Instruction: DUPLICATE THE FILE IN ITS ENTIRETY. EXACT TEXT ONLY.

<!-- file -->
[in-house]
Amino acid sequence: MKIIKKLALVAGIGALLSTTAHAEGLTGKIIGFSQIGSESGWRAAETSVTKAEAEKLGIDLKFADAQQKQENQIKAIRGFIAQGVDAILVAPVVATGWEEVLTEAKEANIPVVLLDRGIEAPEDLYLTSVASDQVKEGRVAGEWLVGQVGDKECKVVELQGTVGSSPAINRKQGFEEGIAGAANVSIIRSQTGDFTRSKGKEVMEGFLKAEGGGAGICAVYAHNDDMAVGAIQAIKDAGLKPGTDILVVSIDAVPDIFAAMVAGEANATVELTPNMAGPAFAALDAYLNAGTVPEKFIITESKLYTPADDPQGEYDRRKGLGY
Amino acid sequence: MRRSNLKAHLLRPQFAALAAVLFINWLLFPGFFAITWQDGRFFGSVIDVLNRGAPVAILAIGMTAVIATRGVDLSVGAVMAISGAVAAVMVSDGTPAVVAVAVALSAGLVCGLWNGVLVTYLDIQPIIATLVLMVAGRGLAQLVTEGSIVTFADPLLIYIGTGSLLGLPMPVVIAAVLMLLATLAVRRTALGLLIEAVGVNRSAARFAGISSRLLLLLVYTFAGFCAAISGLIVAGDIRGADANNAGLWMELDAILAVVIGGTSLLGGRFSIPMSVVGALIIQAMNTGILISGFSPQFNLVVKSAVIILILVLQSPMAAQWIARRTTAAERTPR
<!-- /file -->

[in-house]
Amino acid sequence: MKIIKKLALVAGIGALLSTTAHAEGLTGKIIGFSQIGSESGWRAAETSVTKAEAEKLGIDLKFADAQQKQENQIKAIRGFIAQGVDAILVAPVVATGWEEVLTEAKEANIPVVLLDRGIEAPEDLYLTSVASDQVKEGRVAGEWLVGQVGDKECKVVELQGTVGSSPAINRKQGFEEGIAGAANVSIIRSQTGDFTRSKGKEVMEGFLKAEGGGAGICAVYAHNDDMAVGAIQAIKDAGLKPGTDILVVSIDAVPDIFAAMVAGEANATVELTPNMAGPAFAALDAYLNAGTVPEKFIITESKLYTPADDPQGEYDRRKGLGY
Amino acid sequence: MRRSNLKAHLLRPQFAALAAVLFINWLLFPGFFAITWQDGRFFGSVIDVLNRGAPVAILAIGMTAVIATRGVDLSVGAVMAISGAVAAVMVSDGTPAVVAVAVALSAGLVCGLWNGVLVTYLDIQPIIATLVLMVAGRGLAQLVTEGSIVTFADPLLIYIGTGSLLGLPMPVVIAAVLMLLATLAVRRTALGLLIEAVGVNRSAARFAGISSRLLLLLVYTFAGFCAAISGLIVAGDIRGADANNAGLWMELDAILAVVIGGTSLLGGRFSIPMSVVGALIIQAMNTGILISGFSPQFNLVVKSAVIILILVLQSPMAAQWIARRTTAAERTPR